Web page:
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. Last Updated: 07/27/2016

Law Remains on Paper

In Soviet times, there was an anecdote that went: A person goes to a lawyer and asks, "Do I have the right to ..." "You do," responds the lawyer, not even allowing him to finish the question. "And can I ..." "No."

From the time tsarism was overthrown, Soviet and later Russian authorities constantly appealed to the law. The Soviet Constitution of 1936 is widely considered to be one of the most democratic in the world. It advanced the same rights as those in the West and added many others. This remarkable constitution did not get in the way of the Stalinist terror, however. It flourished for more than 40 years and was replaced by General Secretary Leonid Brezhnev's far less democratic constitution of 1977. Unlike Stalin, Brezhnev did not practice mass shootings. It was the improvement of morals that led to the worsening of the law. Dissidents got up the courage to demand that constitutional norms be met, and the authorities found no better response than to change the norms.

In general, Russia still has many "good" laws which, the better they are, the worse they are carried out in practice. These laws concern housing and social rights and workers' relations. Officials in the Soviet Union took bribes more often for carrying out the law than for breaking it. It was often impossible to defend your rights in a direct way.

Disregard for the law has become part of the national culture. The only exception to this tradition was between 1990 and 1993 -- during former Soviet president Mikhail Gorbachev's perestroika and the first years after it -- when society sincerely tried to learn to live by the rule of law.

The experiment of living life according to the law ended in 1993 with the dissolution of the Supreme Soviet and start of a small civil war. It is telling that in the heat of the moment, the liberal part of Russian society followed national tradition to a tee by welcoming the president's actions. It preferred expediency to the rule of law.

How can liberal reform be carried out in Russia under such legal consciousness. The firing on the parliament gives us some idea of the prospects for such reform.

After the constitution of 1993 was adopted, government ideologues solemnly promised that it would last at least 200 years, like the U.S. Constitution. It is hard to imagine the founding fathers of the United States making any such self-contented promises. But such a high appraisal of their own constitution in Russia does not at all mean that the government bodies are prepared to be governed by it. Rather, the government bureaucracy sees the constitution as a political rather than legal document. It is not intended to regulate the actions of the authorities, but to legitimize power itself.

The many articles of the constitution and various laws on the rights of citizens turned out to be powerless in helping the inhabitants of Chechnya when the might of Russia's military machine was used against them. Laws have not helped the millions of citizens who suffer from having their wages withheld. Many of the decisions on the sale of government property also have a doubtful legal basis.

Just because people do not respect the law does not mean that Russians do not like writing laws. On the contrary, everyone writes them. Local authorities amuse themselves by creating rules and laws as often as the federal authorities. The Constitutional Court would need decades to review all the suspicious acts that have been adopted in the regional Dumas in Russia. Departments and institutions are adopting regulations and rules that contradict both laws and rules and regulations of other departments.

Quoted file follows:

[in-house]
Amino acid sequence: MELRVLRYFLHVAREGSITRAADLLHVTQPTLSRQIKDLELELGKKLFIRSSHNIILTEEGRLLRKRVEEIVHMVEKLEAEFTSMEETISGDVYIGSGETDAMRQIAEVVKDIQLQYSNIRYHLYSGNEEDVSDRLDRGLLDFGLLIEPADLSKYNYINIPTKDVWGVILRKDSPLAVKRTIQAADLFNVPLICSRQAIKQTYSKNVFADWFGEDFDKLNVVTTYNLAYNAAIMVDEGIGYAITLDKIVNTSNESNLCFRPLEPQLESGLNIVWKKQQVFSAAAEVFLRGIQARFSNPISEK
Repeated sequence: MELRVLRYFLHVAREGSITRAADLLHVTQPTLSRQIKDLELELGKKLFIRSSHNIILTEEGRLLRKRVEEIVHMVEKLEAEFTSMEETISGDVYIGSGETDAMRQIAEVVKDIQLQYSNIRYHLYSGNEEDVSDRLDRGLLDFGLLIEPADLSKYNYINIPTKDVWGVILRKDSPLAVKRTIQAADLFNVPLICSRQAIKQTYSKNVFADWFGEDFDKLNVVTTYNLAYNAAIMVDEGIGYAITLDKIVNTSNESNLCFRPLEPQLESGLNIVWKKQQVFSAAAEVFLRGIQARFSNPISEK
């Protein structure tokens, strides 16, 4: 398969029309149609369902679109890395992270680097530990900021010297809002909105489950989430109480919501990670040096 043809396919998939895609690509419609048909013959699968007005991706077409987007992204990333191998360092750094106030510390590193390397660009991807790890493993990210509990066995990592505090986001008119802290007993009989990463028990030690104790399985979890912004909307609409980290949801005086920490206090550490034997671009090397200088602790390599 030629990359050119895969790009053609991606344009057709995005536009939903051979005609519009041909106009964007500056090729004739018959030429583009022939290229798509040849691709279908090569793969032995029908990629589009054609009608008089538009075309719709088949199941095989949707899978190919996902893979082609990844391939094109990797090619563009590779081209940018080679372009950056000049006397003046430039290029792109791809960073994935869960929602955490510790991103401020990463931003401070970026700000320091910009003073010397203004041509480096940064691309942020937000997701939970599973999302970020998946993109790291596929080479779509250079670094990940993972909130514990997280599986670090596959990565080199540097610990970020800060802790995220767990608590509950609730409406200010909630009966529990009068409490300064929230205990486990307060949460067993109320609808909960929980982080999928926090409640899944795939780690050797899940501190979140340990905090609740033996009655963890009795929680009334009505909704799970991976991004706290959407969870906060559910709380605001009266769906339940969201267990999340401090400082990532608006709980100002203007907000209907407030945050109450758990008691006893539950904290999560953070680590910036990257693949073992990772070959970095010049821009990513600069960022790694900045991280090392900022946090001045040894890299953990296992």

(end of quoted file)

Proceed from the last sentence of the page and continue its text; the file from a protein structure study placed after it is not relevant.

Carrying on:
The government and the opposition majority in the State Duma, the lower house of parliament, are constantly arguing over the land code. Depending on which branch of power has more influence in a region, land policies are either liberal or statist. The law has no significance, given that all sides have let it be understood that they have no intention of changing their position. Why the desperate polemics then? Why adopt a land code at all if it will never be carried out in any version? Simply because as a political document it serves several functions. The federal authorities can show investors that they are staying on a liberal course. The deputies can prove to their voters that they have not changed their principles.

Of course, one can hope that a new generation will arise in which respect for the person and the law will reign. But a recent opinion poll of adolescents showed a record disrespect for such "Western" values, even compared to Soviet times. In response the question of which are the best ways of making money, the overwhelming majority (60 percent) said taking it by force. Through deceptive means came in second place and only 5 percent of those polled said "asking their parents for it" or earning the money were the best ways.

This does not mean that the majority of adolescents will steal from passersby on the street. At a certain age, they will become as upstanding citizens as their parents. But in their relations to the law, they, like the preceding generation, will live by the saying, "Every law has a loophole" or "One law for the rich, another for the poor."

A new society is being formed not despite the transitional period, but by the period itself. In fact, the period has long since ended. We already live by the new rules. And if respect for the law in Russia after the collapse of the Soviet Union has not increased, this means that it is unlikely to do so in the near future. At least, not until future crises and political conflicts lead to new changes in culture and society.

Boris Kagarlitsky is a researcher at the Academy of Sciences' Institute for Comparative Politics. He contributed this comment to The Moscow Times.